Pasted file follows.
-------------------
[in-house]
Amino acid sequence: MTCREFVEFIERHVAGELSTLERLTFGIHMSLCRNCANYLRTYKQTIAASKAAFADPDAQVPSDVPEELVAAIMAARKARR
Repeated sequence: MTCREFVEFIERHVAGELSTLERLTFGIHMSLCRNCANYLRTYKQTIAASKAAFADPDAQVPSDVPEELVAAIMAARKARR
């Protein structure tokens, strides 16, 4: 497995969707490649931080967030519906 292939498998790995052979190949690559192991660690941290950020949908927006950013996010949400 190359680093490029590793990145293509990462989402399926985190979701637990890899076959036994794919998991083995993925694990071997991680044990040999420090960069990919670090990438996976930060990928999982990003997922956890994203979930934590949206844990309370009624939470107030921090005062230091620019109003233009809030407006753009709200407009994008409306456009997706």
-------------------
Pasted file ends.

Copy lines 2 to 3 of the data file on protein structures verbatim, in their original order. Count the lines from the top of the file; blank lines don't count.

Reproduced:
Amino acid sequence: MTCREFVEFIERHVAGELSTLERLTFGIHMSLCRNCANYLRTYKQTIAASKAAFADPDAQVPSDVPEELVAAIMAARKARR
Repeated sequence: MTCREFVEFIERHVAGELSTLERLTFGIHMSLCRNCANYLRTYKQTIAASKAAFADPDAQVPSDVPEELVAAIMAARKARR